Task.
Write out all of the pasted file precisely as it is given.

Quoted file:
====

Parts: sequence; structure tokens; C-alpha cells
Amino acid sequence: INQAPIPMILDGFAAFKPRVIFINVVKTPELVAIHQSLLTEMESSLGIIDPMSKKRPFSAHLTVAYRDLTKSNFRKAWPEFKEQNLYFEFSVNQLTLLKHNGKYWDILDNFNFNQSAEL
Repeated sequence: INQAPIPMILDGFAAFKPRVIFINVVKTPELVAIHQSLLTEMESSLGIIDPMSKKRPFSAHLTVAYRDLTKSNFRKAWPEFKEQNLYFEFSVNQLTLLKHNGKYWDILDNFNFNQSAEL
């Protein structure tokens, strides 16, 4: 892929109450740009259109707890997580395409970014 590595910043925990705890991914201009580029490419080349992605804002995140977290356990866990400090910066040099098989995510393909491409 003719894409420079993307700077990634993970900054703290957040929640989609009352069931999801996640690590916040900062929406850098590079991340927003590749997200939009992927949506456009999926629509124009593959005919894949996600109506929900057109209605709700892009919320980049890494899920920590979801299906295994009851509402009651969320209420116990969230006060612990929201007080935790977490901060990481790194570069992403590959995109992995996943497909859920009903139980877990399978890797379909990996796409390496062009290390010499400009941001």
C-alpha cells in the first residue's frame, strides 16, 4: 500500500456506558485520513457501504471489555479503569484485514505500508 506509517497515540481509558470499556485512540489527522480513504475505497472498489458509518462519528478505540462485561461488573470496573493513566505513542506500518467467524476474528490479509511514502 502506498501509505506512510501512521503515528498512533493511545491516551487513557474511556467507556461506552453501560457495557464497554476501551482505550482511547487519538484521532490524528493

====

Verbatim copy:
Parts: sequence; structure tokens; C-alpha cells
Amino acid sequence: INQAPIPMILDGFAAFKPRVIFINVVKTPELVAIHQSLLTEMESSLGIIDPMSKKRPFSAHLTVAYRDLTKSNFRKAWPEFKEQNLYFEFSVNQLTLLKHNGKYWDILDNFNFNQSAEL
Repeated sequence: INQAPIPMILDGFAAFKPRVIFINVVKTPELVAIHQSLLTEMESSLGIIDPMSKKRPFSAHLTVAYRDLTKSNFRKAWPEFKEQNLYFEFSVNQLTLLKHNGKYWDILDNFNFNQSAEL
């Protein structure tokens, strides 16, 4: 892929109450740009259109707890997580395409970014 590595910043925990705890991914201009580029490419080349992605804002995140977290356990866990400090910066040099098989995510393909491409 003719894409420079993307700077990634993970900054703290957040929640989609009352069931999801996640690590916040900062929406850098590079991340927003590749997200939009992927949506456009999926629509124009593959005919894949996600109506929900057109209605709700892009919320980049890494899920920590979801299906295994009851509402009651969320209420116990969230006060612990929201007080935790977490901060990481790194570069992403590959995109992995996943497909859920009903139980877990399978890797379909990996796409390496062009290390010499400009941001």
C-alpha cells in the first residue's frame, strides 16, 4: 500500500456506558485520513457501504471489555479503569484485514505500508 506509517497515540481509558470499556485512540489527522480513504475505497472498489458509518462519528478505540462485561461488573470496573493513566505513542506500518467467524476474528490479509511514502 502506498501509505506512510501512521503515528498512533493511545491516551487513557474511556467507556461506552453501560457495557464497554476501551482505550482511547487519538484521532490524528493